James and the Giant Peach by Roald Dahl
After James Henry Trotter’s parents are tragically eaten by a rhinoceros, he goes to live with his two horrible aunts, Spiker and Sponge. Life there is no fun, until James accidentally drops some magic crystals by the old peach tree and strange things start to happen. The peach at the top of the tree begins to grow, and before long it’s as big as a house. Inside, James meets a bunch of oversized friends—Grasshopper, Centipede, Ladybug, and more. With a snip of the stem, the peach starts rolling away, and the great adventure begins!
After James Henry Trotter had been living with his aunts for three whole years there came a morning when something rather peculiar happened to him. And this thing, which as I say was only rather peculiar, soon caused a second thing to happen which was very peculiar. And then the very peculiar thing, in its own turn, caused a really fantastically peculiar thing to occur.
It all started on a blazing hot day in the middle of the summer. Aunt Sponge, Aunt Spiker, and James were all out in the garden. James had been put to work, as usual. This time he was chopping wood for the kitchen stove. Aunt Sponge and Aunt Spiker were sitting comfortably in deck chairs nearby, sipping tall glasses of fizzy lemonade and watching him to see that he didn’t stop work for one moment.
Aunt Sponge was enormously fat and very short. She had small piggy eyes, a sunken mouth, and one of those white flabby faces that looked exactly as though it had been boiled. She was like a great white soggy overboiled cabbage. Aunt Spiker, on the other hand, was lean and tall and bony, and she wore steel-rimmed spectacles that fixed onto the end of her nose with a clip. She had a screeching voice and long wet narrow lips, and whenever she got angry or excited, little flecks of spit would come shooting out of her mouth as she talked. And there they sat, these two ghastly hags, sipping their drinks, and every now and again screaming at James to chop faster and faster. They also talked about themselves, each one saying how beautiful she thought she was. Aunt Sponge had a long-handled mirror on her lap, and she kept picking it up and gazing at her own hideous face.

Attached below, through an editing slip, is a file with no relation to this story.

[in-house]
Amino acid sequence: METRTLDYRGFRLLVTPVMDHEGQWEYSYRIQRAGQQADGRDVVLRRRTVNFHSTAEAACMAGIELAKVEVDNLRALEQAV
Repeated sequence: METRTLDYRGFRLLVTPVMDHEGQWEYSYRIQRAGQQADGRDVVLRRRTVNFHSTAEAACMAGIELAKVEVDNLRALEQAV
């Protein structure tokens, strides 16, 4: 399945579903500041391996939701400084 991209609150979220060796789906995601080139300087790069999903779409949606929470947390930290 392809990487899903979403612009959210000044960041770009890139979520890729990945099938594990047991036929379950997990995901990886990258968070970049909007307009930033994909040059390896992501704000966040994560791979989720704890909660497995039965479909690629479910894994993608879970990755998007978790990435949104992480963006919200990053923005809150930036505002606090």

“I look and smell,” Aunt Sponge declared, “as lovely as a rose!
Just feast your eyes upon my face, observe my shapely nose!
Behold my heavenly silky locks!
And if I take off both my socks
You’ll see my dainty toes.”
“But don’t forget,” Aunt Spiker cried, “how much your tummy shows!”
Aunt Sponge went red. Aunt Spiker said, “My sweet, you cannot win,
Behold MY gorgeous curvy shape, my teeth, my charming grin!
Oh, beauteous me! How I adore
My radiant looks! And please ignore
The pimple on my chin.”
“My dear old trout!” Aunt Sponge cried out,
“You’re only bones and skin!”
“Such loveliness as I posses can only truly shine
In Hollywood!” Aunt Sponge declared. “Oh,
Wouldn’t that be fine!
I’d capture all the nations’ hearts!
They’d give me all the leading parts!
The stars would all resign!”
“I think you’d make,” Aunt Spiker said, “a lovely Frankenstein.”
Poor James was still slaving away at the chopping-block. The heat was terrible. He was sweating all over. His arm was aching. The chopper was a large blunt thing far too heavy for a small boy to use. And as he worked, James began thinking about all the other children in the world and what they might be doing at this moment. Some would be riding tricycles in their gardens. Some would be walking in cool woods and picking bunches of wild flowers. And all the little friends whom he used to know would be down by the seaside, playing in the wet sand and splashing around in the water. . .
Great tears began oozing out of James’s eyes and rolling down his cheeks. He stopped working and leaned against the chopping-block, over-whelmed by his own unhappiness.
“What’s the matter with you?” Aunt Spiker screeched, glaring at him over the top of her steel spectacles.
James began to cry.
“Stop that immediately and get on with your work, you nasty little beast!” Aunt Sponge ordered.
“Oh, Auntie Sponge!” James cried out. “And Auntie Spiker! Couldn’t we all—please—just for once—go down to the seaside on the bus? It isn’t very far—and I feel so hot and awful and lonely . . . ”
Why, you lazy good-for-nothing brute!” Aunt Spiker shouted.
“Beat him!” cried Aunt Sponge.
“I certainly will!” Aunt Spiker snapped. She glared at James, and James looked back at her with large frightened eyes. “I shall beat you later on in the day when I don’t feel so hot,” she said. “And now get out of my sight, you disgusting little worm, and give me some peace!”
James turned and ran. He ran off as fast as he could to the far end of the garden and hid himself behind that clump of dirty old laurel bushes that we mentioned earlier on. Then he covered his face with his hands and began to cry and cry.
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